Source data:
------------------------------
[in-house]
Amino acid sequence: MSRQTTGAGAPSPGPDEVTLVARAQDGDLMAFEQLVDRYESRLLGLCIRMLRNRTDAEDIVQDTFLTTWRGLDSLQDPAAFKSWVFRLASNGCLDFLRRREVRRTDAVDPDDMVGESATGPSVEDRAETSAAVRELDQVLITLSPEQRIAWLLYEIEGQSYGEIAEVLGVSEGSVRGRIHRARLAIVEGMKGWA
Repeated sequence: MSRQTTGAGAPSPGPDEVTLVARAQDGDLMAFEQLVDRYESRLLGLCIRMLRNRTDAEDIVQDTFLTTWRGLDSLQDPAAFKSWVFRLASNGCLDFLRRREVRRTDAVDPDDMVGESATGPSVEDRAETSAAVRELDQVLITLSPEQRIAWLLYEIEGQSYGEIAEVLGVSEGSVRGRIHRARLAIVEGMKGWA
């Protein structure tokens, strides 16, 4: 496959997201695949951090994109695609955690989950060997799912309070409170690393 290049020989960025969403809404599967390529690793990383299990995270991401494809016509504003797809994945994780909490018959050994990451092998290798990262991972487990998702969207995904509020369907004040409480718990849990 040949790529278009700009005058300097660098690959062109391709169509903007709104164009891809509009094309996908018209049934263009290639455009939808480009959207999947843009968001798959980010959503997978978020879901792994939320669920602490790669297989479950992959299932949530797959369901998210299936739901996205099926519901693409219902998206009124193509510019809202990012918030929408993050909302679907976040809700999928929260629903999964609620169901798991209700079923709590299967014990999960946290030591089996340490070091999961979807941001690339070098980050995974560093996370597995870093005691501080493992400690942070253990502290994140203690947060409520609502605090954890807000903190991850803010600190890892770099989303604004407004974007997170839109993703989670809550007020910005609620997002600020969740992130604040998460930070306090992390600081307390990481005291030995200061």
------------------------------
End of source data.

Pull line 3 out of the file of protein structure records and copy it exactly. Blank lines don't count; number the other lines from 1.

Repeated sequence: MSRQTTGAGAPSPGPDEVTLVARAQDGDLMAFEQLVDRYESRLLGLCIRMLRNRTDAEDIVQDTFLTTWRGLDSLQDPAAFKSWVFRLASNGCLDFLRRREVRRTDAVDPDDMVGESATGPSVEDRAETSAAVRELDQVLITLSPEQRIAWLLYEIEGQSYGEIAEVLGVSEGSVRGRIHRARLAIVEGMKGWA